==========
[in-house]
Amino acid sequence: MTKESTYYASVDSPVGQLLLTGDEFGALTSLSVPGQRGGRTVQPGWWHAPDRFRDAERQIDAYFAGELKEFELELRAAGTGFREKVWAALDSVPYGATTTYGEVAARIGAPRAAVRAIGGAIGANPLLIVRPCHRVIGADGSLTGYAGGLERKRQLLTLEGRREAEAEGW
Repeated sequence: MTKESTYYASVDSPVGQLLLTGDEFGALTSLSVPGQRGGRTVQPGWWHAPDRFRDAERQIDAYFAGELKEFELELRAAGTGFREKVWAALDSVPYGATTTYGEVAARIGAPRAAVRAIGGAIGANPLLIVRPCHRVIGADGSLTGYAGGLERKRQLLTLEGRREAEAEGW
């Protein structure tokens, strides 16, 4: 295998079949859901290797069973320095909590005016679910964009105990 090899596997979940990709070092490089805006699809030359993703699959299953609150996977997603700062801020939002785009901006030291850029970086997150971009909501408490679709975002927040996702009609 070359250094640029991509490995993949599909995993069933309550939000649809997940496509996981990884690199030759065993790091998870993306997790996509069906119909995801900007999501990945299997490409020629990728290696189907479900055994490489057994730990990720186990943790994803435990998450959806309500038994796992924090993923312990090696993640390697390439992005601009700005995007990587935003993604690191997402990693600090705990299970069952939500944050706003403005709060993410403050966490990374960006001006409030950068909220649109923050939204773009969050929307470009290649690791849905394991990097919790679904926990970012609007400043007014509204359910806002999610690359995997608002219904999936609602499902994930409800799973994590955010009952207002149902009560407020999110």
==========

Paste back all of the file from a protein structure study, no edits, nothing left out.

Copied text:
[in-house]
Amino acid sequence: MTKESTYYASVDSPVGQLLLTGDEFGALTSLSVPGQRGGRTVQPGWWHAPDRFRDAERQIDAYFAGELKEFELELRAAGTGFREKVWAALDSVPYGATTTYGEVAARIGAPRAAVRAIGGAIGANPLLIVRPCHRVIGADGSLTGYAGGLERKRQLLTLEGRREAEAEGW
Repeated sequence: MTKESTYYASVDSPVGQLLLTGDEFGALTSLSVPGQRGGRTVQPGWWHAPDRFRDAERQIDAYFAGELKEFELELRAAGTGFREKVWAALDSVPYGATTTYGEVAARIGAPRAAVRAIGGAIGANPLLIVRPCHRVIGADGSLTGYAGGLERKRQLLTLEGRREAEAEGW
């Protein structure tokens, strides 16, 4: 295998079949859901290797069973320095909590005016679910964009105990 090899596997979940990709070092490089805006699809030359993703699959299953609150996977997603700062801020939002785009901006030291850029970086997150971009909501408490679709975002927040996702009609 070359250094640029991509490995993949599909995993069933309550939000649809997940496509996981990884690199030759065993790091998870993306997790996509069906119909995801900007999501990945299997490409020629990728290696189907479900055994490489057994730990990720186990943790994803435990998450959806309500038994796992924090993923312990090696993640390697390439992005601009700005995007990587935003993604690191997402990693600090705990299970069952939500944050706003403005709060993410403050966490990374960006001006409030950068909220649109923050939204773009969050929307470009290649690791849905394991990097919790679904926990970012609007400043007014509204359910806002999610690359995997608002219904999936609602499902994930409800799973994590955010009952207002149902009560407020999110």